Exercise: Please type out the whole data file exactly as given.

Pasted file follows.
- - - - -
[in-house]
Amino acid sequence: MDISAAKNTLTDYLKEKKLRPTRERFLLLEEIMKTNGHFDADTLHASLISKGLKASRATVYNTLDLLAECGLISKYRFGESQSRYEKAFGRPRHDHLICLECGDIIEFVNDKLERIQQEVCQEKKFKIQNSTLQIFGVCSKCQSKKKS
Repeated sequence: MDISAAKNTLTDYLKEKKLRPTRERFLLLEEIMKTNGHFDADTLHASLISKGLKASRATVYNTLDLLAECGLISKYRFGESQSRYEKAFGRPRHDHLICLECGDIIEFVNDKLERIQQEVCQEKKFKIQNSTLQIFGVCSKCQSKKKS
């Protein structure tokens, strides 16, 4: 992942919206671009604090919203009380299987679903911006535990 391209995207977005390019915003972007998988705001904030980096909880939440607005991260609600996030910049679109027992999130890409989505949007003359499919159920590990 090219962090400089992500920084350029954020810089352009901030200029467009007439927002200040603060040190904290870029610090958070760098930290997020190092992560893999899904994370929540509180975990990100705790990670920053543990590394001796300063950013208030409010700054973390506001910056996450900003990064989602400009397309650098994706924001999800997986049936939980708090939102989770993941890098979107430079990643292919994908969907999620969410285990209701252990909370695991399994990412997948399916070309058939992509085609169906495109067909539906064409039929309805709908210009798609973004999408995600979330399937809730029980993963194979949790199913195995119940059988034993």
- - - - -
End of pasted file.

[in-house]
Amino acid sequence: MDISAAKNTLTDYLKEKKLRPTRERFLLLEEIMKTNGHFDADTLHASLISKGLKASRATVYNTLDLLAECGLISKYRFGESQSRYEKAFGRPRHDHLICLECGDIIEFVNDKLERIQQEVCQEKKFKIQNSTLQIFGVCSKCQSKKKS
Repeated sequence: MDISAAKNTLTDYLKEKKLRPTRERFLLLEEIMKTNGHFDADTLHASLISKGLKASRATVYNTLDLLAECGLISKYRFGESQSRYEKAFGRPRHDHLICLECGDIIEFVNDKLERIQQEVCQEKKFKIQNSTLQIFGVCSKCQSKKKS
């Protein structure tokens, strides 16, 4: 992942919206671009604090919203009380299987679903911006535990 391209995207977005390019915003972007998988705001904030980096909880939440607005991260609600996030910049679109027992999130890409989505949007003359499919159920590990 090219962090400089992500920084350029954020810089352009901030200029467009007439927002200040603060040190904290870029610090958070760098930290997020190092992560893999899904994370929540509180975990990100705790990670920053543990590394001796300063950013208030409010700054973390506001910056996450900003990064989602400009397309650098994706924001999800997986049936939980708090939102989770993941890098979107430079990643292919994908969907999620969410285990209701252990909370695991399994990412997948399916070309058939992509085609169906495109067909539906064409039929309805709908210009798609973004999408995600979330399937809730029980993963194979949790199913195995119940059988034993």